Knowing the commercial and product bias associated with recent MOC materials, I hope that the NEJM Group can produce educational contents of greater clinical relevance, medical sophistication, and medical objectivity than those produced by today’s ABIM MOC program managers. And NEJM Group should work with other physician groups and societies outside of ABIM here and abroad to break if not abolish the ABMS recert (MOC, make others cash “Green Monster”) testing monopoly. This Green Monster ends the hospital and university careers of many fine, conscientious mid career physicians and surgeons in the USA each year. Just as we want our CME to be free of high revenue commercial and product device kickbacks or other undue influence, I hope that the NEJM Group might succeed with new CME packages in the future independent of influence from the powerful, high revenue ABIM MOC testing industry.

    ReplyDelete
  3. Dr Wes Paid NEJMed subscriptions…No …Free Lunch. April 23, 2014.
    Yes, “educational testing” involves many billion dollar test industries which have moved further and further from wisdom, common sense, and truth in many situations. They’re hurting diverse population groups ranging from art students in elementary schools to neurosurgeons in the operating room. What do the public schools, the US Dept of Education, and the American Board of Internal Medicine, ABIM, have in common? They thrive on expensive and eternal testing protocols with no evidence for long term improvements in educational outcomes or community performance.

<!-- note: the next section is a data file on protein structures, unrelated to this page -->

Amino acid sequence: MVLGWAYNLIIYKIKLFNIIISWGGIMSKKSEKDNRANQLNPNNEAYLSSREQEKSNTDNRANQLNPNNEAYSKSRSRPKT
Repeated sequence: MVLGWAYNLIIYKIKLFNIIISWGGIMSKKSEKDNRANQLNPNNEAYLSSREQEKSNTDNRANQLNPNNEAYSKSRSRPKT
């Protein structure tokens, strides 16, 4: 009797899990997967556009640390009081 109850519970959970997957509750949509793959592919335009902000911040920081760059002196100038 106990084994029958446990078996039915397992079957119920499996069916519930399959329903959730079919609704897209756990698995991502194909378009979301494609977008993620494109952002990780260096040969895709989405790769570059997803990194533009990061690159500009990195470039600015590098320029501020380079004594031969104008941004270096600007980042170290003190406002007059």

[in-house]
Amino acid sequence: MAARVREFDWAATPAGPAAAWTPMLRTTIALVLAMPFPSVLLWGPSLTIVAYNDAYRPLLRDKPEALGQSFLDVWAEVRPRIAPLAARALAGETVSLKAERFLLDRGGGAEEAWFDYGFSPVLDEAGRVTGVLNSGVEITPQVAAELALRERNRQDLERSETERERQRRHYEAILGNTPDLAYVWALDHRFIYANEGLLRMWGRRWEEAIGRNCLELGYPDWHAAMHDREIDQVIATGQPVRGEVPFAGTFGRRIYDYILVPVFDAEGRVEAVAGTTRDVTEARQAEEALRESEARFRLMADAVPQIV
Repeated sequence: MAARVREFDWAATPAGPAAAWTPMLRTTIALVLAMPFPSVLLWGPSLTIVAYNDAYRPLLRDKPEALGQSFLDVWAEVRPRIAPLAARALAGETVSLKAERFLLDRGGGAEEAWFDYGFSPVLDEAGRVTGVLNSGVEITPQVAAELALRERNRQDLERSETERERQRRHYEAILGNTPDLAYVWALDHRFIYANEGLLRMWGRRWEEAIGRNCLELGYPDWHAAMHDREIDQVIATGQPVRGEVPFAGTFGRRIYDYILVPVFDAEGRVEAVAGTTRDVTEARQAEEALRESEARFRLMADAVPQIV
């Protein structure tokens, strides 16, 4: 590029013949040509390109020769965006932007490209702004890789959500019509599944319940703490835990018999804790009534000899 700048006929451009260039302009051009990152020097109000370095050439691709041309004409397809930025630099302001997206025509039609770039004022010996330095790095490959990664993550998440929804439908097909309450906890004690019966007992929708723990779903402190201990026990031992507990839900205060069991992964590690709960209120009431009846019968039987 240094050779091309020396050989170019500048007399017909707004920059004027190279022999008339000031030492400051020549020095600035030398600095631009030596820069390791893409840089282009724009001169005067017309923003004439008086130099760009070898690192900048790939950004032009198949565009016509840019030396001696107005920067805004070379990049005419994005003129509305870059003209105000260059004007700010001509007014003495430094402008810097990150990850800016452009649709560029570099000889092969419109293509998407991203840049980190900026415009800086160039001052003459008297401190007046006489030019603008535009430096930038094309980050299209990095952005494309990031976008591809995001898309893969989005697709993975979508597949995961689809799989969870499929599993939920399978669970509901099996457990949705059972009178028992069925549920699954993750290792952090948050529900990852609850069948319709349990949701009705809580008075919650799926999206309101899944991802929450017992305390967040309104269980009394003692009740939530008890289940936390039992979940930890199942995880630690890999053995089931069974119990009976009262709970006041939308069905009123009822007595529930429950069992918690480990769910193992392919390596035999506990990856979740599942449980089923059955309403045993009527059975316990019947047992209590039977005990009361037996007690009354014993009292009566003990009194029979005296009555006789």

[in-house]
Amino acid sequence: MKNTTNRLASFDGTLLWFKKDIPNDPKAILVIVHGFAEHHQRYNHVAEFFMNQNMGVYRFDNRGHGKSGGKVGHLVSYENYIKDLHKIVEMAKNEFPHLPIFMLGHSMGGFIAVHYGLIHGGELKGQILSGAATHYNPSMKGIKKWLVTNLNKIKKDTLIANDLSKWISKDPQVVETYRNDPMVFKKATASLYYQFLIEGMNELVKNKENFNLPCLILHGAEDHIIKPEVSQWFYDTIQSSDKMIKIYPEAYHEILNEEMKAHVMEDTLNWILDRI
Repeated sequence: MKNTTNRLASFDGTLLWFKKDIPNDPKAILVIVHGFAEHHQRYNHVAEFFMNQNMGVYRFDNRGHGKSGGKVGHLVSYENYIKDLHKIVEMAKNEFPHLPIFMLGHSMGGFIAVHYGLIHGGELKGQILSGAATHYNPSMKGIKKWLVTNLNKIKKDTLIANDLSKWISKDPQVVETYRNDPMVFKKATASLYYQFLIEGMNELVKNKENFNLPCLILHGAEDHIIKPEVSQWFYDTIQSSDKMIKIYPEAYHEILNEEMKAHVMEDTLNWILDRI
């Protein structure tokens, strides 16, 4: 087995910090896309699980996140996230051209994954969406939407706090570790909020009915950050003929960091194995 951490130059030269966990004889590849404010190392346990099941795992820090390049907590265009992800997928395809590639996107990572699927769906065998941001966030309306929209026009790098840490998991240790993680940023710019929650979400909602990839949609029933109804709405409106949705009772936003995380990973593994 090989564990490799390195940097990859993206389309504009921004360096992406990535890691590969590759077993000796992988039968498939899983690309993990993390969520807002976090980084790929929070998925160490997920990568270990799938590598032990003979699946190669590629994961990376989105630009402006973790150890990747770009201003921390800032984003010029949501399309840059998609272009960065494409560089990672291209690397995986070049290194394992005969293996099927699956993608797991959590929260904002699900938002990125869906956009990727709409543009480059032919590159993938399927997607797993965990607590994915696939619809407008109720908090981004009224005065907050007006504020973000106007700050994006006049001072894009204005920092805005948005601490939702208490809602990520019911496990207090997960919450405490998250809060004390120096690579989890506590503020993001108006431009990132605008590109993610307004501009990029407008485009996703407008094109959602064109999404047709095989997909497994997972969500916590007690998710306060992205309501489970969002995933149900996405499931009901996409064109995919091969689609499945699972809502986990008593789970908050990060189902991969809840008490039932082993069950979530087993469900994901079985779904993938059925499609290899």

As you say, the Area9 company, developers of adaptive technology and “reimaging learning”, was bought by McGraw Hill Education for a cool $1 billion dollars or so, in Euro currency, between January 2013 and February 6, 2014. I welcome the new technology but at what cost? Mass Med Society and NEJM Knowledge+ from the NEJM Group arranged the technology allegedly with the independent arm of Area9 company before closure of the McGraw Hill purchase. This NEJM Knowledge + Internal Medicine Board Review interactive package which Dr Wes challenges was designed and financed by NEJM Group and then NEJM negotiated ABIM acceptance of the new program. As we know, ABIM markets their testing industry monopoly carefully with Green Monster fee schedules. What are the NEJM Knowledge + charges? For about $600 per doctor for the first year, $150 per year annually afterwards, this NEJM program is being marketed only for ABIM Board preparations, not for Family Practice Board preparation. Evidently, the American Board of Family Medicine still retains their own testing monopoly (hopefully at less cost). Doctor fees for the new NEJM Knowledge+ adaptive learning technology questions provide revenue only for MMSociety and the NEJM Group. This is just one among many products marketed and sold for continuing medical education. Yes, I am disappointed that the NEJM Group used the ABIM MOC approval as a carrot option in order to justify high fees. Good CME used to be given free or for nominal fees for journal subscribers. At least it would be better if the NEJM Group would give their readers this educational tool at lower prices. I welcome the new technology but not the fees.